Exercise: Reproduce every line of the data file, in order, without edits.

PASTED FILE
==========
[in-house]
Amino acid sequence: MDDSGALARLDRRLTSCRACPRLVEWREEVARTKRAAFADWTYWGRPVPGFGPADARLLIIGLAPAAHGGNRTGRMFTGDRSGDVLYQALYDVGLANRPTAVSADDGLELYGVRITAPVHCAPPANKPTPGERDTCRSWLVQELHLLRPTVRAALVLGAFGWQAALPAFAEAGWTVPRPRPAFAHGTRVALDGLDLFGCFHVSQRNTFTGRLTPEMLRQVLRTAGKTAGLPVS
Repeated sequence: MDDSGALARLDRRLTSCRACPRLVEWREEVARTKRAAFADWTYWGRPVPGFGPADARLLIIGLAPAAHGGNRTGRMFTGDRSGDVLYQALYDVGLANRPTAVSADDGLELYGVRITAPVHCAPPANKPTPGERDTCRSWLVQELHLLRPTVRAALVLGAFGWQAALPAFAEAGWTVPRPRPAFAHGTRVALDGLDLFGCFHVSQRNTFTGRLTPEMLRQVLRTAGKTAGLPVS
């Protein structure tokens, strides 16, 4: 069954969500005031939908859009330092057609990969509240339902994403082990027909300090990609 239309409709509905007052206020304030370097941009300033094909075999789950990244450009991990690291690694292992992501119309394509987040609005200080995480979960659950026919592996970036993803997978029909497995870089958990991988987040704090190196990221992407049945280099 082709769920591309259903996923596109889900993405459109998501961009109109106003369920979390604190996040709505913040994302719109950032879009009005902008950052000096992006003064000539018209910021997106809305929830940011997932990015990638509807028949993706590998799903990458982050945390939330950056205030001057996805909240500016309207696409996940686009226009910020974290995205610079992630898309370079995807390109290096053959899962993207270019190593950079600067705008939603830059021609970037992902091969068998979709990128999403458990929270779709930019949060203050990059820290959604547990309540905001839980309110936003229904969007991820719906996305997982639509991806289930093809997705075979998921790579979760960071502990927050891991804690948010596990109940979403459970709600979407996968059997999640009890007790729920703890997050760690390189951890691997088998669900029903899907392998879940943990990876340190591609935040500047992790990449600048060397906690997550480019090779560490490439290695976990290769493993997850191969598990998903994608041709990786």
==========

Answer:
[in-house]
Amino acid sequence: MDDSGALARLDRRLTSCRACPRLVEWREEVARTKRAAFADWTYWGRPVPGFGPADARLLIIGLAPAAHGGNRTGRMFTGDRSGDVLYQALYDVGLANRPTAVSADDGLELYGVRITAPVHCAPPANKPTPGERDTCRSWLVQELHLLRPTVRAALVLGAFGWQAALPAFAEAGWTVPRPRPAFAHGTRVALDGLDLFGCFHVSQRNTFTGRLTPEMLRQVLRTAGKTAGLPVS
Repeated sequence: MDDSGALARLDRRLTSCRACPRLVEWREEVARTKRAAFADWTYWGRPVPGFGPADARLLIIGLAPAAHGGNRTGRMFTGDRSGDVLYQALYDVGLANRPTAVSADDGLELYGVRITAPVHCAPPANKPTPGERDTCRSWLVQELHLLRPTVRAALVLGAFGWQAALPAFAEAGWTVPRPRPAFAHGTRVALDGLDLFGCFHVSQRNTFTGRLTPEMLRQVLRTAGKTAGLPVS
């Protein structure tokens, strides 16, 4: 069954969500005031939908859009330092057609990969509240339902994403082990027909300090990609 239309409709509905007052206020304030370097941009300033094909075999789950990244450009991990690291690694292992992501119309394509987040609005200080995480979960659950026919592996970036993803997978029909497995870089958990991988987040704090190196990221992407049945280099 082709769920591309259903996923596109889900993405459109998501961009109109106003369920979390604190996040709505913040994302719109950032879009009005902008950052000096992006003064000539018209910021997106809305929830940011997932990015990638509807028949993706590998799903990458982050945390939330950056205030001057996805909240500016309207696409996940686009226009910020974290995205610079992630898309370079995807390109290096053959899962993207270019190593950079600067705008939603830059021609970037992902091969068998979709990128999403458990929270779709930019949060203050990059820290959604547990309540905001839980309110936003229904969007991820719906996305997982639509991806289930093809997705075979998921790579979760960071502990927050891991804690948010596990109940979403459970709600979407996968059997999640009890007790729920703890997050760690390189951890691997088998669900029903899907392998879940943990990876340190591609935040500047992790990449600048060397906690997550480019090779560490490439290695976990290769493993997850191969598990998903994608041709990786």